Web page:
Sound studio

Visual and Sound Rocking Installation, “Rock the Riverfront” Comes to Downtown Chattanooga

RiverCity officials are bringing to the downtown Chattanooga riverfront an interactive art installation of 15 huge seesaws that light up and create sound when used.

The swing, coupled with a month of events and activities dubbed ‘Rock the Riverfront’, is an effort to help achieve one of the goals of the new downtown waterfront plan to attract more people In the region.

“It’s one of the first tangible things to see,” Dawn Hjelseth, vice president of marketing and communications for the nonprofit Downtown Redevelopment Group, said in an interview last week.

Called Impulse, the attraction will be free and open to the public daily from 10 a.m. to 10 p.m. from March 4 through April 3, according to River City.

The giant light rockers range in size from 16 to 24 feet in length. The interactive exhibit will take place in Chattanooga Green Park on Riverfront Parkway next to the Tennessee Aquarium. When set in motion by users, the rockers react and transform with light and sound.

Hjelseth said Impulse has been exhibited in 45 cities around the world on four continents, including New York, Boston, Detroit, London and Brisbane. Chattanooga will be the smallest city for the show so far and the first in the central southeast.

“We’re very happy this is coming to Chattanooga,” Hjelseth told the Chattanooga Downtown Redevelopment Corp., which last week approved the idea and use of the park.

Brent Goldberg, the city’s chief financial officer and president of Chattanooga Downtown Redevelopment Corp., said the exhibit was unique.

“Kids will love it,” he said.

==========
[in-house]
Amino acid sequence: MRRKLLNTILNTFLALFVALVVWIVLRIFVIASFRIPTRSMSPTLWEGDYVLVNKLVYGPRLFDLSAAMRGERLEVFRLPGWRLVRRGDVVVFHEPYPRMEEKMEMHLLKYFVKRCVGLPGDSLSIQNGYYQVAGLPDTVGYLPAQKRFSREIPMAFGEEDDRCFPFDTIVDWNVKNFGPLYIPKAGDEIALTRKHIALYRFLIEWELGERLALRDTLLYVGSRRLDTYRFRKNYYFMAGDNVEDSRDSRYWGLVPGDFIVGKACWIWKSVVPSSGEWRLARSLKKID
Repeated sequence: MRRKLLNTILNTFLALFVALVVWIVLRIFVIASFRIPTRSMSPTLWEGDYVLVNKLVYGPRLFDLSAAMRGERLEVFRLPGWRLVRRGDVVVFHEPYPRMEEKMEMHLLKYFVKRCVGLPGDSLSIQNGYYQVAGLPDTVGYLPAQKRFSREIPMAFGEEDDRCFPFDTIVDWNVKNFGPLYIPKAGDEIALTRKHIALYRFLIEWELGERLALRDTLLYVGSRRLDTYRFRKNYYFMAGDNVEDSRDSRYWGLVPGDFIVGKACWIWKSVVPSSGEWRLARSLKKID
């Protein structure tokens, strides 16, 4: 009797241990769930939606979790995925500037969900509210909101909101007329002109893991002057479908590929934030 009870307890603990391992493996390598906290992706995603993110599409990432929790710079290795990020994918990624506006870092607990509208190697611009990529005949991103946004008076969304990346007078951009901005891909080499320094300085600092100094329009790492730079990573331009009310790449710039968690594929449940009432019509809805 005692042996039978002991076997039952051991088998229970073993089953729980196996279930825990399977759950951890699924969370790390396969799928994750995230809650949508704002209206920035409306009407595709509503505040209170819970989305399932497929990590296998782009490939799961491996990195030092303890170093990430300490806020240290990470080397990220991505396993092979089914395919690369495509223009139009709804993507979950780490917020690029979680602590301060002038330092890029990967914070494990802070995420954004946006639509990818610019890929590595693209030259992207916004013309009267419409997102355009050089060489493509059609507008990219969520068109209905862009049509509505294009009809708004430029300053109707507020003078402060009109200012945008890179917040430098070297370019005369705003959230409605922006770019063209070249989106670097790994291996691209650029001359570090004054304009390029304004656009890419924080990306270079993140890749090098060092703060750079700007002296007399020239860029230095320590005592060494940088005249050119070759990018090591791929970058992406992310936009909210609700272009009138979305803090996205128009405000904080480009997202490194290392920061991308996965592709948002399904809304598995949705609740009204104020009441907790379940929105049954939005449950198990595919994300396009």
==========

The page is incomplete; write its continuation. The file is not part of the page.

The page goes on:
A woman takes her turn on an Impulse swing between 37th and 38th streets in New York on January 24, 2020. The set of playground-inspired contraptions, known as Impulse, is the latest installation in the program of year-long public art of the Garment District Alliance. (Benjamin Norman/The New York Times)

Meanwhile, Rock the Riverfront will offer weekend events including music, art vendors and performances highlighting various cultures and riverfront history, according to River City.

A health and wellness weekend, Rock ‘N Cheer for the Chattanooga Marathon, a St. Patrick’s Day family celebration, and an artists’ market featuring items from the Eastern Cherokee Band are among the planned events. .

Emily Mack, president and CEO of River City, said the ONE Riverfront planning process that ended last year drew input from more than 2,300 Chattanoogans to revitalize the waterfront.

“There has been an overwhelming response for events and activities held on the Chattanooga Green that are free to the community and provide a fun weekday and weekend atmosphere for families,” she said in a statement.

Mack said Impulse and the artists’ performances will allow River City to test concepts that could lead to permanent changes at the riverside.

Hjelseth said River City continues to work with the city and others on proposals in the waterfront plan such as attracting more affordable housing and businesses, redesigning Broad Street into a better pedestrian corridor, the improving public space and refreshing the Riverwalk.

The waterfront plan offered the biggest remake of the waterfront in nearly two decades. Hjelseth said River City has already held events to revitalize the riverfront. While the riverside has fallen behind in recent years, other parts of the city center such as the Southside and The Bend is generating a lot of interest and development.

Hjelseth declined to say how much it would cost to bring Impulse to Chattanooga, but added that a variety of event sponsors are contributing to the expo and Rock the Riverfront. No city money will go to the exhibit, Goldberg said.

Impulse was created and executed by design studio Lateral Office and CS Design and produced by Montreal’s Quartier des Spectacles Partnership, according to River City.

Contact Mike Pare at [email protected] or 423-757-6318. Follow him on Twitter @MikePareTFP.